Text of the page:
'The fact that we signed our agreement with Amirkabir University even before the sanctions against Iran were partially lifted, puts us in an excellent position for further co-operative initiatives. One factor that favourably influenced the DAAD's decision to fund the student exchange scheme was our early presence in the country,' said Vice President Ursula Reutner. 'There are many indications that Iran's strategic importance in global politics is strongly increasing and that the country's international political and economic relations are continuing to improve. In such a constellation, academic exchanges can prepare the ground for closer ties.'
This is the first German-Iranian university partnership in a technical field. The Head of the DAAD Information Centre in Tehran, Dennis Schroeder, said: 'University partnerships such as this one between Passau and Amir Kabir also make a difference in the context of the gradual opening-up of Iran to the rest of the world. On the one hand, they build on long-standing cultural and academic relationships between Germany and Iran, while on the other hand promoting academic and cultural exchange, dialogue and understanding – aspects that today seem more important than ever.'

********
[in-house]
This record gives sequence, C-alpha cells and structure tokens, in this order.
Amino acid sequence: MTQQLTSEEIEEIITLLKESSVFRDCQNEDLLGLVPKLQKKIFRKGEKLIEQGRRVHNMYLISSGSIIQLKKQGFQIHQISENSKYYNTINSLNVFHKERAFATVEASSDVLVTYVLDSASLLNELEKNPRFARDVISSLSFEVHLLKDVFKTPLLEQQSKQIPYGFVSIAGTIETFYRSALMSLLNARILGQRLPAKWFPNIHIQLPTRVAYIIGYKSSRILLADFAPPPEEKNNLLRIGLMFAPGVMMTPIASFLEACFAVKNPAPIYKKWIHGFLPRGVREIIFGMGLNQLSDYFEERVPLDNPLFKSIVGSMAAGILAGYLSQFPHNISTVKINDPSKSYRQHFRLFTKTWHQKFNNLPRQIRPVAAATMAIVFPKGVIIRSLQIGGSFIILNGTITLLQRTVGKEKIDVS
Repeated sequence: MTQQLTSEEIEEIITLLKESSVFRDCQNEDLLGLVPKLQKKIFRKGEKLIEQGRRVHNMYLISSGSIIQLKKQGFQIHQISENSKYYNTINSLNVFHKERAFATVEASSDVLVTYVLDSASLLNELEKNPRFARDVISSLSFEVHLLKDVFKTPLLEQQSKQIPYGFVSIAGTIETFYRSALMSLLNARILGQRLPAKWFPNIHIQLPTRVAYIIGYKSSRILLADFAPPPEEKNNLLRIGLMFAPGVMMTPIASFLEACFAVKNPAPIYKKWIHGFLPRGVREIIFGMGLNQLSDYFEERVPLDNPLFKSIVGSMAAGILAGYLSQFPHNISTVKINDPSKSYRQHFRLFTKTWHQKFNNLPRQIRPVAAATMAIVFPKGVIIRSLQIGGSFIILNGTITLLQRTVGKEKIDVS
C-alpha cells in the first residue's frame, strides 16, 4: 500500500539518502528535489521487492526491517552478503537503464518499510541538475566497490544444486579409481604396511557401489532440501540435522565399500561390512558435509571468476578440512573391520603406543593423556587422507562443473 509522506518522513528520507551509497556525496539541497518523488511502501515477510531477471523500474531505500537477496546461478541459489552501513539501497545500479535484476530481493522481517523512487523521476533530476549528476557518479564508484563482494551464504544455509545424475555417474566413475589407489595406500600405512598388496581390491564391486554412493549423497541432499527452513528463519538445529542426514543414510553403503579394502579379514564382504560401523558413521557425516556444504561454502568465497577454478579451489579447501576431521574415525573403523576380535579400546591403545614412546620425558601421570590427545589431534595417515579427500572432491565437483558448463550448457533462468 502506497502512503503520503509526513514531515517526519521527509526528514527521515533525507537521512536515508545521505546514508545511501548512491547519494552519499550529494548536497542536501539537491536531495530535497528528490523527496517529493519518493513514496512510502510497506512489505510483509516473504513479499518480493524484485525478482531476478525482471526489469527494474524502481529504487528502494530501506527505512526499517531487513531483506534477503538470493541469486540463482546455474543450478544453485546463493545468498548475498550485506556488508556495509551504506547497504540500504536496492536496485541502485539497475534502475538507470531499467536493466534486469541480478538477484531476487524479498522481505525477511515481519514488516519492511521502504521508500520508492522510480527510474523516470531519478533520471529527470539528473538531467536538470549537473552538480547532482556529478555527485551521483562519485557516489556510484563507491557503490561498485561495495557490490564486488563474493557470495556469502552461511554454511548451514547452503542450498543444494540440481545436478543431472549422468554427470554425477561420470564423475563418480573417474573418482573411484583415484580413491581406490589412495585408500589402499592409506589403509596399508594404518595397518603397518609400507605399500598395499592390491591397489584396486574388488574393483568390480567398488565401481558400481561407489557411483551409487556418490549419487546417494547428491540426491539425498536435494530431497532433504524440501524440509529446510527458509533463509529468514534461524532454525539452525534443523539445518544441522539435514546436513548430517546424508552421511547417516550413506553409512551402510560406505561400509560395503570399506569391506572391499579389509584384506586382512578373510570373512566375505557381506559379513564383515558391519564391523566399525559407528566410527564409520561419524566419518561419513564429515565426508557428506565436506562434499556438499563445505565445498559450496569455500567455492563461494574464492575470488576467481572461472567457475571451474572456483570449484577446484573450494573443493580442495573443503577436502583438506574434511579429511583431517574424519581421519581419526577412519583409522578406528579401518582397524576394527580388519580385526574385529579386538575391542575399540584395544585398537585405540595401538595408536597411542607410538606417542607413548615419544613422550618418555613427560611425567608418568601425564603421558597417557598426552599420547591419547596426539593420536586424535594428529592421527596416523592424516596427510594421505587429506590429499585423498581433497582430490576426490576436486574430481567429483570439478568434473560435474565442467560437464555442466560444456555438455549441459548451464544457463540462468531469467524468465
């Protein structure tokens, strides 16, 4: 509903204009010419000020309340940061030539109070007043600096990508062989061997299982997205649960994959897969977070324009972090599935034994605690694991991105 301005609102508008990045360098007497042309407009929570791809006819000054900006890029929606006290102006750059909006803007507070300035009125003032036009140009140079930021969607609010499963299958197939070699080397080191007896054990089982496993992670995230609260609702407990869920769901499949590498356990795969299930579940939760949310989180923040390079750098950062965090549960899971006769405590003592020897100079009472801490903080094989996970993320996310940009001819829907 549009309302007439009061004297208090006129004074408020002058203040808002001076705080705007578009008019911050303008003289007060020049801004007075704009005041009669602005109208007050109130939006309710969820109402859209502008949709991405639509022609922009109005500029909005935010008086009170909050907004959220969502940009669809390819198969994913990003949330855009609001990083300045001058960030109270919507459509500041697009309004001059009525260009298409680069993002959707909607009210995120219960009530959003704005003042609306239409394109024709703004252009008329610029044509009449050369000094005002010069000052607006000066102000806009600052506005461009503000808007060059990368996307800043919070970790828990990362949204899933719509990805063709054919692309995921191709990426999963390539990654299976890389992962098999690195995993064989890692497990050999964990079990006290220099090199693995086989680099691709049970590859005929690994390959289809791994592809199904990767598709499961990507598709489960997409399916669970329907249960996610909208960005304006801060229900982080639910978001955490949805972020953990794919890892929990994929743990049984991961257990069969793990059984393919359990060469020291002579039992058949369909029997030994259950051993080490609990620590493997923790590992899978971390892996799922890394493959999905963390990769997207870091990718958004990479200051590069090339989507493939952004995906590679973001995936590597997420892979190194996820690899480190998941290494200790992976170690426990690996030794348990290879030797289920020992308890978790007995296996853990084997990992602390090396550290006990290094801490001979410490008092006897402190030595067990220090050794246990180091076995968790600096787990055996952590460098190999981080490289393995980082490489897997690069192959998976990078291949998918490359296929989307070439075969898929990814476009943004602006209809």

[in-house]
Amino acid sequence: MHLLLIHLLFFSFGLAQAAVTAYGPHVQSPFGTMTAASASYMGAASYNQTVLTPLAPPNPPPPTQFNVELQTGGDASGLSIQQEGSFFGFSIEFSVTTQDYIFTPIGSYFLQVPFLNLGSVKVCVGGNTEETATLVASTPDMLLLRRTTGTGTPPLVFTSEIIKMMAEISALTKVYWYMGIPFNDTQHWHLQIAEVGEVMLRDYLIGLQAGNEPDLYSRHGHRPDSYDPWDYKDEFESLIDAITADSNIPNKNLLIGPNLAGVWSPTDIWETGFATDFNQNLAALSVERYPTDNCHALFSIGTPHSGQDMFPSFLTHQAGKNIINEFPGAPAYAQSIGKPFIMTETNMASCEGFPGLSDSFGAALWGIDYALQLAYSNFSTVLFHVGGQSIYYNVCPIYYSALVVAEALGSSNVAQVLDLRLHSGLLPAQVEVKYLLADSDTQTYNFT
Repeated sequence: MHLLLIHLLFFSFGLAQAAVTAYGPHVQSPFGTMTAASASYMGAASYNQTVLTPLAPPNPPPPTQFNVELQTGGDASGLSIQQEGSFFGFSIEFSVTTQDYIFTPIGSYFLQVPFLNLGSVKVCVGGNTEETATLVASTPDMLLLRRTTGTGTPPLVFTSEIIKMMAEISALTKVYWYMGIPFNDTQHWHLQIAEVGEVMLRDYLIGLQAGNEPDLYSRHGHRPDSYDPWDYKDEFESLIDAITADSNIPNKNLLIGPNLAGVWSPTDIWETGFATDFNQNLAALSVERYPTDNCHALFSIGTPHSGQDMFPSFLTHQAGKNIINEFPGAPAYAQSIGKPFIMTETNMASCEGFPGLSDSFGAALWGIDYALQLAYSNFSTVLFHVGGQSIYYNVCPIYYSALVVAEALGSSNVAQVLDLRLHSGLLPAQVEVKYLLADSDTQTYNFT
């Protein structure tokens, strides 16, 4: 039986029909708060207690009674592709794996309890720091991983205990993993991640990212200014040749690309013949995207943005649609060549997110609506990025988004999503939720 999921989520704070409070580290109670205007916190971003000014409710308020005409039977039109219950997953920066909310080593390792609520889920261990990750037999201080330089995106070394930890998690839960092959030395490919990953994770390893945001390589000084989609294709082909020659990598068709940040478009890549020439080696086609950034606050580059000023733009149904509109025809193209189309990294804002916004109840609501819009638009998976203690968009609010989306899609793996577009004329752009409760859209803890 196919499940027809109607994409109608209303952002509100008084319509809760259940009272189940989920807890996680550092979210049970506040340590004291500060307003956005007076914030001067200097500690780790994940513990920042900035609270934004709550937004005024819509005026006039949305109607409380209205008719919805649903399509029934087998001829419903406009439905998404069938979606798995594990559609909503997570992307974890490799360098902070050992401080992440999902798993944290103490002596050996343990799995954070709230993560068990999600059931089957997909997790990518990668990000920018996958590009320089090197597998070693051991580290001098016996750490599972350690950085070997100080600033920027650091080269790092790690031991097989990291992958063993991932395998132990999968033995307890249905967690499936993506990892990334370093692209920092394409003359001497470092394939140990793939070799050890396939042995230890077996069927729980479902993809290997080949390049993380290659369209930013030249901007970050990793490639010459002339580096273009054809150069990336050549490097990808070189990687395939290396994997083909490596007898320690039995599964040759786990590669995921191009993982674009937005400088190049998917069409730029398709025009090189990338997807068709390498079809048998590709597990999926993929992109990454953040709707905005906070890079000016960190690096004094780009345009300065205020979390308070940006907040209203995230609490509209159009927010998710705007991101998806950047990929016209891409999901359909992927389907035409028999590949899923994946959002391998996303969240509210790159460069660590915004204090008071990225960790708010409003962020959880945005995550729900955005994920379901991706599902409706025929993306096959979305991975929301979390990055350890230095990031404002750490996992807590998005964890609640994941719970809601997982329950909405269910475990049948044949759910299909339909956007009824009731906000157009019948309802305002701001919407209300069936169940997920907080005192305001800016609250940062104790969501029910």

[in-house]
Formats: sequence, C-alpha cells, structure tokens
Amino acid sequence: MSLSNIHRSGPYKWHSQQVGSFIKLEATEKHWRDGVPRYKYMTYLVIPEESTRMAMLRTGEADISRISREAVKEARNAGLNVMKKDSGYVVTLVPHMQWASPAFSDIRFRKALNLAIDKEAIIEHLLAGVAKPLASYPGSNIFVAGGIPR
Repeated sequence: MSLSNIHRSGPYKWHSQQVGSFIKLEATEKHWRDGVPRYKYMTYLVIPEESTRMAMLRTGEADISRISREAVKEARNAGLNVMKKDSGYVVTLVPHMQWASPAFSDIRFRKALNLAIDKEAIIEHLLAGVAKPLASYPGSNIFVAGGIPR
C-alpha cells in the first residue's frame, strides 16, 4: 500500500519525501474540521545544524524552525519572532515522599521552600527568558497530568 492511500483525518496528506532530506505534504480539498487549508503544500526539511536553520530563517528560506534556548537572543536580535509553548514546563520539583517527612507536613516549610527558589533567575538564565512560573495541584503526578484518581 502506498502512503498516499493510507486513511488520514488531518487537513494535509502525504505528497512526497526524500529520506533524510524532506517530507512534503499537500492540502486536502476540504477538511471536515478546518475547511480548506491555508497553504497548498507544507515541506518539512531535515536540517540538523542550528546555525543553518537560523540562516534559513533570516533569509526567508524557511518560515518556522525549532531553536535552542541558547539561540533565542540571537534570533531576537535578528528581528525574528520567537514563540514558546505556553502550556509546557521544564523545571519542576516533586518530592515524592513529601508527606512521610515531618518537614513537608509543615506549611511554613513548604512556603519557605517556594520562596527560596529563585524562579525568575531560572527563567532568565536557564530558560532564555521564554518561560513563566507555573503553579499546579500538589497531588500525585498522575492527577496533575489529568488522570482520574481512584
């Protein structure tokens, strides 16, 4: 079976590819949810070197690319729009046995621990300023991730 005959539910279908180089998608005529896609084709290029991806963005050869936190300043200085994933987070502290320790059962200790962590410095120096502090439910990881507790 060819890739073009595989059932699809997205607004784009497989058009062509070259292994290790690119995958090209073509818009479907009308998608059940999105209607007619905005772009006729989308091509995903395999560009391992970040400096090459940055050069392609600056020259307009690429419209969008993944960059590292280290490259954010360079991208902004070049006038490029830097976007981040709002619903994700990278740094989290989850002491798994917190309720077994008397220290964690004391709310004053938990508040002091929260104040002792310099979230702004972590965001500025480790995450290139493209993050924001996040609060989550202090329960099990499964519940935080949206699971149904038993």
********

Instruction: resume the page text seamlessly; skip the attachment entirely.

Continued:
Founded in 1958, Amirkabir University was named after the 19th-century Iranian reformer Mirza Taqi Khan Amir-Nezam, who was also known as Amir Kabir – the 'Great Prince'. Amirkabir University is among the top five in Iran. This fits neatly with the standing of Passau's Faculty of Computer Science and Mathematics, which was recently ranked among the top five computer science faculties in the German-speaking world in the latest CHE rankings. 'Iranian universities nowadays take top places in the Middle East and beyond, which is a direct result of significant investments in the education sector over many years,' said Professor Joachim Posegga, the International Relations Officer of the Faculty of Computer Science and Mathematics at Passau, who established the Iranian contacts. 'Our faculty is very excited about working with the highly qualified students of our partner in Iran in the future. We are also planning to bring over visiting professors and lecturers, who will present short-term lectures as part of the partnership programme.'
Up to three Iranian students will receive a DAAD scholarship each semester. 'The students are highly motivated to take up the exchange offer, and we have already received numerous letters from Tehran,' said Professor Posegga. In future, students from Passau will also be able to spend a semester in Iran. 'I would be very happy if our students recognise this opportunity to experience a country that is largely unknown to us,' said Professor Ursula Reutner.